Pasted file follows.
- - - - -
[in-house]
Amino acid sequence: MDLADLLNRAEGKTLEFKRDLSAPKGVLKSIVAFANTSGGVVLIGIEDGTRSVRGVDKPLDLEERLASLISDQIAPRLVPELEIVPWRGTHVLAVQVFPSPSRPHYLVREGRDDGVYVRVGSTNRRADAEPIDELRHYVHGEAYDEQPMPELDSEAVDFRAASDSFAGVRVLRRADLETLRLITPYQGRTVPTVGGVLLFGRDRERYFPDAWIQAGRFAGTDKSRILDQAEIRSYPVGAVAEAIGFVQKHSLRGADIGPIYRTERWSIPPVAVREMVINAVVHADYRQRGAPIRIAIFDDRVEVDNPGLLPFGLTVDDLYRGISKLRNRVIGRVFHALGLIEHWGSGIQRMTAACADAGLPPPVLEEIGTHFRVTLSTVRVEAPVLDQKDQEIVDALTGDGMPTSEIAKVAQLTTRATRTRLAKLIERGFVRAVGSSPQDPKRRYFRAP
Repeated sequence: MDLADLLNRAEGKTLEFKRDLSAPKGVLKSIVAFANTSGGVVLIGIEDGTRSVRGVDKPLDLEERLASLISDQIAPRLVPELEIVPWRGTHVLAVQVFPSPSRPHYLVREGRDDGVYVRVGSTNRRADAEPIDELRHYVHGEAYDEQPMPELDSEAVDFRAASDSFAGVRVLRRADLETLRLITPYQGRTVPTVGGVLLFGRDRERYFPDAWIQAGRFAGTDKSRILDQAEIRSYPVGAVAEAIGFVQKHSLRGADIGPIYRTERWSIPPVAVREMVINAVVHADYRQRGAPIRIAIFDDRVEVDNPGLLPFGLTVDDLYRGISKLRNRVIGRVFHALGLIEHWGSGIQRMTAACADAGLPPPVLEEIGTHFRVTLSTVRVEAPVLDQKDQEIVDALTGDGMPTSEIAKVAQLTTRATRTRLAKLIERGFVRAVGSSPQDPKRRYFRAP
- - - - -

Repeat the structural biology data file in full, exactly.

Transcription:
[in-house]
Amino acid sequence: MDLADLLNRAEGKTLEFKRDLSAPKGVLKSIVAFANTSGGVVLIGIEDGTRSVRGVDKPLDLEERLASLISDQIAPRLVPELEIVPWRGTHVLAVQVFPSPSRPHYLVREGRDDGVYVRVGSTNRRADAEPIDELRHYVHGEAYDEQPMPELDSEAVDFRAASDSFAGVRVLRRADLETLRLITPYQGRTVPTVGGVLLFGRDRERYFPDAWIQAGRFAGTDKSRILDQAEIRSYPVGAVAEAIGFVQKHSLRGADIGPIYRTERWSIPPVAVREMVINAVVHADYRQRGAPIRIAIFDDRVEVDNPGLLPFGLTVDDLYRGISKLRNRVIGRVFHALGLIEHWGSGIQRMTAACADAGLPPPVLEEIGTHFRVTLSTVRVEAPVLDQKDQEIVDALTGDGMPTSEIAKVAQLTTRATRTRLAKLIERGFVRAVGSSPQDPKRRYFRAP
Repeated sequence: MDLADLLNRAEGKTLEFKRDLSAPKGVLKSIVAFANTSGGVVLIGIEDGTRSVRGVDKPLDLEERLASLISDQIAPRLVPELEIVPWRGTHVLAVQVFPSPSRPHYLVREGRDDGVYVRVGSTNRRADAEPIDELRHYVHGEAYDEQPMPELDSEAVDFRAASDSFAGVRVLRRADLETLRLITPYQGRTVPTVGGVLLFGRDRERYFPDAWIQAGRFAGTDKSRILDQAEIRSYPVGAVAEAIGFVQKHSLRGADIGPIYRTERWSIPPVAVREMVINAVVHADYRQRGAPIRIAIFDDRVEVDNPGLLPFGLTVDDLYRGISKLRNRVIGRVFHALGLIEHWGSGIQRMTAACADAGLPPPVLEEIGTHFRVTLSTVRVEAPVLDQKDQEIVDALTGDGMPTSEIAKVAQLTTRATRTRLAKLIERGFVRAVGSSPQDPKRRYFRAP